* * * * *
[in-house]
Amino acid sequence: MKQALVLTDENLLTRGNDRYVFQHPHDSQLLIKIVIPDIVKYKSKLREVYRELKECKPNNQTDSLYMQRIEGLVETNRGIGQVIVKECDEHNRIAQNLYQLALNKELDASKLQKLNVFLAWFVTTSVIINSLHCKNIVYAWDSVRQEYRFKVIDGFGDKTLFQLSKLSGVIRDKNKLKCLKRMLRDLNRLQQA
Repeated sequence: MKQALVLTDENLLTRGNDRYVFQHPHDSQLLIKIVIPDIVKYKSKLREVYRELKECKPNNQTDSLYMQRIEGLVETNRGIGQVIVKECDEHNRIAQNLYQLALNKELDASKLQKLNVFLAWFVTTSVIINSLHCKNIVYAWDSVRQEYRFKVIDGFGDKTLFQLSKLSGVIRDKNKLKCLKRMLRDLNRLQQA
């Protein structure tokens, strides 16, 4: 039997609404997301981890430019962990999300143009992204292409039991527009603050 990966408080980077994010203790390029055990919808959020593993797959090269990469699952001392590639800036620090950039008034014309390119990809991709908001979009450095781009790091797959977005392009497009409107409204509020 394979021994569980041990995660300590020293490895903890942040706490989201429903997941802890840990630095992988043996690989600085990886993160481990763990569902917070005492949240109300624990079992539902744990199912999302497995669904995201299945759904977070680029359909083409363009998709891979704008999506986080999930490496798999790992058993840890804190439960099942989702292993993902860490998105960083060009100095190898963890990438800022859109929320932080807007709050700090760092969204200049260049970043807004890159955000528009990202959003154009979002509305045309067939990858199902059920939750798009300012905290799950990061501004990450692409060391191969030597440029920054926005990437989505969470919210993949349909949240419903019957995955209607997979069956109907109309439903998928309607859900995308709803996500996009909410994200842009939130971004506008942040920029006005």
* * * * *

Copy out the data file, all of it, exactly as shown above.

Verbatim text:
[in-house]
Amino acid sequence: MKQALVLTDENLLTRGNDRYVFQHPHDSQLLIKIVIPDIVKYKSKLREVYRELKECKPNNQTDSLYMQRIEGLVETNRGIGQVIVKECDEHNRIAQNLYQLALNKELDASKLQKLNVFLAWFVTTSVIINSLHCKNIVYAWDSVRQEYRFKVIDGFGDKTLFQLSKLSGVIRDKNKLKCLKRMLRDLNRLQQA
Repeated sequence: MKQALVLTDENLLTRGNDRYVFQHPHDSQLLIKIVIPDIVKYKSKLREVYRELKECKPNNQTDSLYMQRIEGLVETNRGIGQVIVKECDEHNRIAQNLYQLALNKELDASKLQKLNVFLAWFVTTSVIINSLHCKNIVYAWDSVRQEYRFKVIDGFGDKTLFQLSKLSGVIRDKNKLKCLKRMLRDLNRLQQA
């Protein structure tokens, strides 16, 4: 039997609404997301981890430019962990999300143009992204292409039991527009603050 990966408080980077994010203790390029055990919808959020593993797959090269990469699952001392590639800036620090950039008034014309390119990809991709908001979009450095781009790091797959977005392009497009409107409204509020 394979021994569980041990995660300590020293490895903890942040706490989201429903997941802890840990630095992988043996690989600085990886993160481990763990569902917070005492949240109300624990079992539902744990199912999302497995669904995201299945759904977070680029359909083409363009998709891979704008999506986080999930490496798999790992058993840890804190439960099942989702292993993902860490998105960083060009100095190898963890990438800022859109929320932080807007709050700090760092969204200049260049970043807004890159955000528009990202959003154009979002509305045309067939990858199902059920939750798009300012905290799950990061501004990450692409060391191969030597440029920054926005990437989505969470919210993949349909949240419903019957995955209607997979069956109907109309439903998928309607859900995308709803996500996009909410994200842009939130971004506008942040920029006005």